a. They are a global phenomenon;
b. They trigger rolling currency devaluations;
c. “Currency wars” produce only temporary benefits even for the early movers/debasers;
d. These debasements intensify global disinflationary, or even deflationary, conditions.
e. Falling money velocity negates the central bank largesse because there is too much debt of the wrong kind (i.e., used to fund unproductive activities).


EVA ChartSource: Evergreen GaveKal, Bloomberg

Although the SIC has a rap of being a bit of a bear-fest, those of a Keynesian persuasion (i.e., with views 180 degrees removed from Lacy’s) were strutting around last week like roosters after a wild run in the hen house. Even David Rosenberg, certainly not normally a proponent of easy money policies, was in a sunny mood (if you’ve read him over the years, you know how unusual that is!).

Unlike Lacy Hunt, David seems utterly unconcerned about red-lining on debt. Rosie—who’s really living up to that nickname these days—sees no recession because the Fed hasn’t even begun tightening, much less inverting the yield curve, which he believes is an absolute pre-condition for a contraction. And without a recession, voila, there will be no bear market.

However, this is where I feel one of Lacy’s key views—that monetary policy becomes ineffective when debt levels are stultifying—comes into play. Stephanie Pomboy concurred with this in her presentation and then articulated what I have conveyed in past EVAs: The next recession is not likely to be triggered by an inverted yield curve but by some type of financial accident. In other words, instead of a recession causing a bear market in stocks, the order may be reversed.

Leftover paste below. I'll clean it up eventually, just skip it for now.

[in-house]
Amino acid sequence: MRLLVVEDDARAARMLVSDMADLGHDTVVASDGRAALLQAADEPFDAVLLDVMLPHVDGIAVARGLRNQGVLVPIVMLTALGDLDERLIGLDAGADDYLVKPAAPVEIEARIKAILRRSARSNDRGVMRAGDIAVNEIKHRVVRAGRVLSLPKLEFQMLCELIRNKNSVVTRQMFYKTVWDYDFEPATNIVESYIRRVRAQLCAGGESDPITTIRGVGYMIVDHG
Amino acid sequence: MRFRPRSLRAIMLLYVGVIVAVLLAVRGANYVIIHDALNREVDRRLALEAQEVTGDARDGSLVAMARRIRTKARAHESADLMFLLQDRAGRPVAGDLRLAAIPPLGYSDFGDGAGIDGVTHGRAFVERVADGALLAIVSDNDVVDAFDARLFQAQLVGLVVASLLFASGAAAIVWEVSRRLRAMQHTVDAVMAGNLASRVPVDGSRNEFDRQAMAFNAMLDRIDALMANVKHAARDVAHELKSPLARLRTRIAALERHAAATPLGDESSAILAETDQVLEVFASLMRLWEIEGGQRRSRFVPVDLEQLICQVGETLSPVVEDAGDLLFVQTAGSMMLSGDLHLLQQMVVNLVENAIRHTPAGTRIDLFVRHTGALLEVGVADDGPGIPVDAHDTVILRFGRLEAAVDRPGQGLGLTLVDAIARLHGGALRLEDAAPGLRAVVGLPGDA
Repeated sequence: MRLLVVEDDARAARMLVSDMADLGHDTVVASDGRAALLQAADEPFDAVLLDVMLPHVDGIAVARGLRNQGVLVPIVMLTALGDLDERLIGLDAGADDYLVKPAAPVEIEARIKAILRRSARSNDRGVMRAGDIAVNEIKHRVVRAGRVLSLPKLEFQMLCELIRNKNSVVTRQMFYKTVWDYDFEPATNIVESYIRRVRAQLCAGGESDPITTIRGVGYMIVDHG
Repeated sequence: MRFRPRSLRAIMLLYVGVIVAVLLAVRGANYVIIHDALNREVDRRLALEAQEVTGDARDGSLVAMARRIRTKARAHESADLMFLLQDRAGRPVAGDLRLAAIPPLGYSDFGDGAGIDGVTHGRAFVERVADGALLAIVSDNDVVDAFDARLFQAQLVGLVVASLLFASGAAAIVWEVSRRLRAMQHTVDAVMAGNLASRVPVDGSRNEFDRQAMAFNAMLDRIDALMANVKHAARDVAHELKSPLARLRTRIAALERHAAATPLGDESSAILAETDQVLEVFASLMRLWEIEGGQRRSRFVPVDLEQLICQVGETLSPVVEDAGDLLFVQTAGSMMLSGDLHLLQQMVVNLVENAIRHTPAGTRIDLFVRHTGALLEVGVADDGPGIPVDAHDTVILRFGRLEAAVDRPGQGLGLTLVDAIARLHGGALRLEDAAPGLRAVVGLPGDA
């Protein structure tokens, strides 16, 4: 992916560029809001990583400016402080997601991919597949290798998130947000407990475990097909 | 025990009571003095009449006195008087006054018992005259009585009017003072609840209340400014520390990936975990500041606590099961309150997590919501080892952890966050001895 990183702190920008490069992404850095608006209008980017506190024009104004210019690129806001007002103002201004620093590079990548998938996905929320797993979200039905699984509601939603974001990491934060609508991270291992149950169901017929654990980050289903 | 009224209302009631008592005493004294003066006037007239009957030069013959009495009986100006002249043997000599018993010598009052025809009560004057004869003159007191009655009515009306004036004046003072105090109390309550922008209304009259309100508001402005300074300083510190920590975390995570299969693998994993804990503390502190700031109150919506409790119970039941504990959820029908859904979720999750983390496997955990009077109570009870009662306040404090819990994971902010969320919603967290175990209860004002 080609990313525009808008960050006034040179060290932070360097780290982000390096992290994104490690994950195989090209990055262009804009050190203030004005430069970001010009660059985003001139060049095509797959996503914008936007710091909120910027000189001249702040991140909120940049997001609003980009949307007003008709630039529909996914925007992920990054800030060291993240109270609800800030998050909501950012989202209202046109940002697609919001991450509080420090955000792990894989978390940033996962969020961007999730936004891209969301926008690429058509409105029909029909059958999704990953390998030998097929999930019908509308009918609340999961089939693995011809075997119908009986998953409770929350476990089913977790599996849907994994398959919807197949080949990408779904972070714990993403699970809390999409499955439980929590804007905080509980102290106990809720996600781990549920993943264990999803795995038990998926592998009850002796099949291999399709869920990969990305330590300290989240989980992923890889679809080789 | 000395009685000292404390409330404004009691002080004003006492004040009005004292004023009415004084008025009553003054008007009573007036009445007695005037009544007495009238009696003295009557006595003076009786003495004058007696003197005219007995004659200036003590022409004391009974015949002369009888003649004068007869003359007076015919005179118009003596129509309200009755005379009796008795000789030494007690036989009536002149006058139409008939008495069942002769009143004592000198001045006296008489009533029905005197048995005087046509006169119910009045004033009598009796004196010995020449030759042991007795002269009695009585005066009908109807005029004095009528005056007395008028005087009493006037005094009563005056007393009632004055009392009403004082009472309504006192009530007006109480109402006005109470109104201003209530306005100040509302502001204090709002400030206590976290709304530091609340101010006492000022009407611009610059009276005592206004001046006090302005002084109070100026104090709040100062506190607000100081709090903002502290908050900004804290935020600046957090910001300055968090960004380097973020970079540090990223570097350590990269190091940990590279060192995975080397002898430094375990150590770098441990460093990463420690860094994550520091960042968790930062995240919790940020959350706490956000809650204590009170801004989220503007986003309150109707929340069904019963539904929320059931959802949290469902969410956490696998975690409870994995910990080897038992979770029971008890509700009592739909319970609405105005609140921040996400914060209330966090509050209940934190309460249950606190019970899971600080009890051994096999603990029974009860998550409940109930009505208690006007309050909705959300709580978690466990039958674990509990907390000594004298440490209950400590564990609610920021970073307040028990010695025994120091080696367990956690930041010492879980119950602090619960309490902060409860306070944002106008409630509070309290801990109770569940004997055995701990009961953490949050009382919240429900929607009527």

Louis weighed in on the subject of ineffectual monetary policies on a SIC panel of financial mega-stars. He brought up the still highly controversial notion that instead of zero interest rates being the solution, they might be the problem—another way of saying monetary policy is whiffing. Nearly the whole world seems to believe nanoscopic interest rates are beneficial. Yet Louis’ father, Charles Gave, has been writing prolifically on this theme in recent months. He has linked the Fed’s mostly squishy money regime over the last 15 years with the twin erosions in productivity and disposable income per capita, as graphically displayed next.

Consequently, if Lacy, Stephanie, Louis, Charles, and a growing number of others are right, then either we stay stuck in this never-never land of stop-start growth or we bite the bullet and incur the wrath of the financial markets by normalizing short-term interest rates. Longer term rates may not react much to this due to the inflation-inhibiting impact of a tighter Fed (in fact, the aspiring Bond King, Jeff Gundlach, believes they might fall should the Fed at long last raise rates).

However, there are an incalculable number of carry trade players—who have borrowed short to invest longer—and they are sitting right on top of the financial equivalent of the San Andreas Fault. Their world would be rocked like San Francisco in 1906 should the era of money-for-nothing end. The reality is there is no easy out when the dependency on debt and cheap money have become so ingrained and policy makers have fed (no pun intended) the addiction for such a long time.



Source: GaveKal Research